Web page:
The U.S. stock market may be in a bear phase, if so, how long might it last? How low might it go? (not far from here) What kind of recovery may be expected? (big double digit growth)

Bull phases last longer than bear phases. The last two bull phases gained over 100% over an average of 1307 days.  The last two bear phases (2001 and 2009) lost an average of 46% over 396 days.  They followed “bubble” periods in tech stocks and housing and where “cash was trash”– this is not the case today – the only “bubble” today is in bonds and cash is being hoarded in unprecedented amounts.  The bear phases were also occasioned by above average P/E multiples whereas today’s P/E multiple is significantly below average.  So far, the current market is down ~14% over the last 99 days.  It may not turn into a full-fledged bear market – which is my bet and why I refer to this as a “bear phase”.  A “bear market” is thought to be when the market is down 20%.  We aren’t down 20% but we have sentiment indicators that are near or equal the levels last reached at the bottoms of bear markets.  Bear phases are obviously followed by bull phases.  Once a recovery is considered underway, history suggests that the following 12 months will experience market growth of as much as 3X better than the average market growth of 8% since 1929.  Of course, things may be different this time around –eh?  The following chart contrasts the duration and percentage move of bull and bear markets since 1926.   Jeb Terry, Sr. Sept 26, 2011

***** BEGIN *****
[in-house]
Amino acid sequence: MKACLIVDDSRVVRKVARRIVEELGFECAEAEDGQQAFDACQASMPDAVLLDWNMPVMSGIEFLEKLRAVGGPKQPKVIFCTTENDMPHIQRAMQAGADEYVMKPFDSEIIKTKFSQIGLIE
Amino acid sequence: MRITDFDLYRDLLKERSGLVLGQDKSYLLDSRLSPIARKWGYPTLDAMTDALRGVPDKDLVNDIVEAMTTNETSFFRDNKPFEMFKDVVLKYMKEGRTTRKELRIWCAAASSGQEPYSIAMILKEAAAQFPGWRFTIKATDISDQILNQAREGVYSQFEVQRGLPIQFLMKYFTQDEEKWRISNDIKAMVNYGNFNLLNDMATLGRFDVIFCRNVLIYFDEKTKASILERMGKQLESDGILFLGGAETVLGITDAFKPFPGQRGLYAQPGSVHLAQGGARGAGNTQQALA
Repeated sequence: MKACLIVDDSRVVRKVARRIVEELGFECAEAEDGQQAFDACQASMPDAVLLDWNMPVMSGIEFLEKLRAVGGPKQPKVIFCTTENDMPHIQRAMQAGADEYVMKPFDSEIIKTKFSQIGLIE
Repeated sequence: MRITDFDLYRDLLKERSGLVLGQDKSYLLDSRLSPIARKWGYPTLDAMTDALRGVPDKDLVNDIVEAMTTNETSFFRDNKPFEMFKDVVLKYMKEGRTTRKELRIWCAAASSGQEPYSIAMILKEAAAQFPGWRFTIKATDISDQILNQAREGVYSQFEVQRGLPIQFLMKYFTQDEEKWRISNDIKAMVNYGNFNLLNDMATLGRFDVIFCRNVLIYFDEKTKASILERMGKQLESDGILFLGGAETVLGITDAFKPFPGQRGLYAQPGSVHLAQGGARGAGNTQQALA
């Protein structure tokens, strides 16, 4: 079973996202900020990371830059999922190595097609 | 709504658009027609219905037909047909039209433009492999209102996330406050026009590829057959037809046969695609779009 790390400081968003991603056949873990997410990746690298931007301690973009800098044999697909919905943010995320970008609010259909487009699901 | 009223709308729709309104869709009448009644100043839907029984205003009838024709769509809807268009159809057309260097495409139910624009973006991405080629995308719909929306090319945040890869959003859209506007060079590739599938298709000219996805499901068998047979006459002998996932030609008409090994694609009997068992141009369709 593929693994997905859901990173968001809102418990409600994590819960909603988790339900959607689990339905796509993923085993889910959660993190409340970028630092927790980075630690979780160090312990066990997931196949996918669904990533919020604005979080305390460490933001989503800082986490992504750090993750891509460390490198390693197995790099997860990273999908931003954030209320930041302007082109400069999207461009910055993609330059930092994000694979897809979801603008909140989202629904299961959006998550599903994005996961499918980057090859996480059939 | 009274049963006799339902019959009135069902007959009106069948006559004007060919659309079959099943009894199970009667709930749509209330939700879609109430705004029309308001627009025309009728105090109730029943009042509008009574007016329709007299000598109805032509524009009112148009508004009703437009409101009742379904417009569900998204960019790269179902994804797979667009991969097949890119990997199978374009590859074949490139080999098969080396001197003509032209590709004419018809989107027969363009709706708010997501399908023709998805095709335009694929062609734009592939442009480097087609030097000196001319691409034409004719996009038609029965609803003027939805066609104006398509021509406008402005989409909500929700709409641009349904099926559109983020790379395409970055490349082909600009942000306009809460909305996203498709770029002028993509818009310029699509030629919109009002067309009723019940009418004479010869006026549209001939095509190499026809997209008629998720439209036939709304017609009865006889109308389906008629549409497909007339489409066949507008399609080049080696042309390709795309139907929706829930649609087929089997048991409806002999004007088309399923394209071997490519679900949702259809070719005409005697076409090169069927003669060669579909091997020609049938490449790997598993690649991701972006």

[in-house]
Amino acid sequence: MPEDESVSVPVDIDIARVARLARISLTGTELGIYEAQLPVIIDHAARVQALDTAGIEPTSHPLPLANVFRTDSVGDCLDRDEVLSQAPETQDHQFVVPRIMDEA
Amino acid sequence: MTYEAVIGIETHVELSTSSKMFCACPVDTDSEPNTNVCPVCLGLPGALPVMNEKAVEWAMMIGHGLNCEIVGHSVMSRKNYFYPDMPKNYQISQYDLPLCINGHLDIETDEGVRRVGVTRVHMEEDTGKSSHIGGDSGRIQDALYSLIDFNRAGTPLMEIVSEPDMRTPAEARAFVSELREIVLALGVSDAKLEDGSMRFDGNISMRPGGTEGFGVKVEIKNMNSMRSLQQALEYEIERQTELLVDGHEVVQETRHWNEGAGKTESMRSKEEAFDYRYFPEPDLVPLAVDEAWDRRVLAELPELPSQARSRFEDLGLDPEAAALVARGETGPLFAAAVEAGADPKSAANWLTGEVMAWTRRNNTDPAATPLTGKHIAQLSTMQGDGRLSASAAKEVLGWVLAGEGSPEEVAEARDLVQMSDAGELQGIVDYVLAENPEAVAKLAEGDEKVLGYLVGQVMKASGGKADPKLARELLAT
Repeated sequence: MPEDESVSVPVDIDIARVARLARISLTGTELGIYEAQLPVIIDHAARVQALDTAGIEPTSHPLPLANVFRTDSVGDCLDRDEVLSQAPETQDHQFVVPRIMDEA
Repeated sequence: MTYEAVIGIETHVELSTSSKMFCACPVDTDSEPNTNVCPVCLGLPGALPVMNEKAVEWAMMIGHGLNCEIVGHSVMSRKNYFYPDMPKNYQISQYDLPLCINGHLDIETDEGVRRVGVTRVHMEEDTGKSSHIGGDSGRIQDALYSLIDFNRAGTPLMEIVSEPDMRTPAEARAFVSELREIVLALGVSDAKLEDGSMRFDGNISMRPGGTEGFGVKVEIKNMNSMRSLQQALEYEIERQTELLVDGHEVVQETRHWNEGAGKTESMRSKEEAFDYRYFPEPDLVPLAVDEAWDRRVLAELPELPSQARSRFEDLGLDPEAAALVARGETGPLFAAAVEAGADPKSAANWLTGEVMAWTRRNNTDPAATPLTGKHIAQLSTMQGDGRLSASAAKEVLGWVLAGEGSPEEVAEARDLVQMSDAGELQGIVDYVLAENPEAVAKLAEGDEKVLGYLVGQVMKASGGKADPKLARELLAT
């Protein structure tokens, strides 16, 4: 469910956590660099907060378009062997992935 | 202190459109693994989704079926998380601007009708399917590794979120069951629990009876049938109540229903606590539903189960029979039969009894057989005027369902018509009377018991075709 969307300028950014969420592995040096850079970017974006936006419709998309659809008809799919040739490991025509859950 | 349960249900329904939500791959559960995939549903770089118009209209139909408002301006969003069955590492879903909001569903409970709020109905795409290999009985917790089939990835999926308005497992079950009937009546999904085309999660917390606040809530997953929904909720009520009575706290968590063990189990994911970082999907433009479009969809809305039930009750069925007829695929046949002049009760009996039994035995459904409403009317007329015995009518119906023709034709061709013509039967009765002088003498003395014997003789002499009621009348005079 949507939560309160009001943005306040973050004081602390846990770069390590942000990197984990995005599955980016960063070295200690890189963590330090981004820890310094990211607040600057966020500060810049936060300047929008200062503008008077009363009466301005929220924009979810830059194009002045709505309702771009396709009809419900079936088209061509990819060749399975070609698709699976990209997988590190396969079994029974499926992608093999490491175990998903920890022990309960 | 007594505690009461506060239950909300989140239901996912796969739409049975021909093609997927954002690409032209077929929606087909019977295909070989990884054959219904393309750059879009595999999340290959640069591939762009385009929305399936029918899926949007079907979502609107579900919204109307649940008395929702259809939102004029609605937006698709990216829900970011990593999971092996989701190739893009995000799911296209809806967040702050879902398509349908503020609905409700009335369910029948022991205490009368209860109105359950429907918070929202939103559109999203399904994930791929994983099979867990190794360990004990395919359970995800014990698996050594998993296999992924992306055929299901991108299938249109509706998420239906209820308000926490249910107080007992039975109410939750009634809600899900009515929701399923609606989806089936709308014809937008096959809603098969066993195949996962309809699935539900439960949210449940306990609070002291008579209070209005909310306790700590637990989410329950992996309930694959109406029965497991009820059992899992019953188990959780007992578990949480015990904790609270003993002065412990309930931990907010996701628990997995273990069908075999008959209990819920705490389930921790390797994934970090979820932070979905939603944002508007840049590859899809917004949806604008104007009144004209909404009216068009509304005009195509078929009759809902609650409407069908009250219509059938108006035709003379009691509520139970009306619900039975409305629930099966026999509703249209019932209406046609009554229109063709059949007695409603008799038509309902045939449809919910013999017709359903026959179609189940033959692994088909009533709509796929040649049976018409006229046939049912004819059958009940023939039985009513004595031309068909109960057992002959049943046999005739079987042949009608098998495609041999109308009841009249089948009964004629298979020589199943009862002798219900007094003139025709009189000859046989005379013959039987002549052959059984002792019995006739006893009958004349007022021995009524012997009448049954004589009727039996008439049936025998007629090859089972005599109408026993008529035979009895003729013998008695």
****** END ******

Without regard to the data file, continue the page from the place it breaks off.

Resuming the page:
Aberdeen Investment Management – a guide service for micro-cap technology investment

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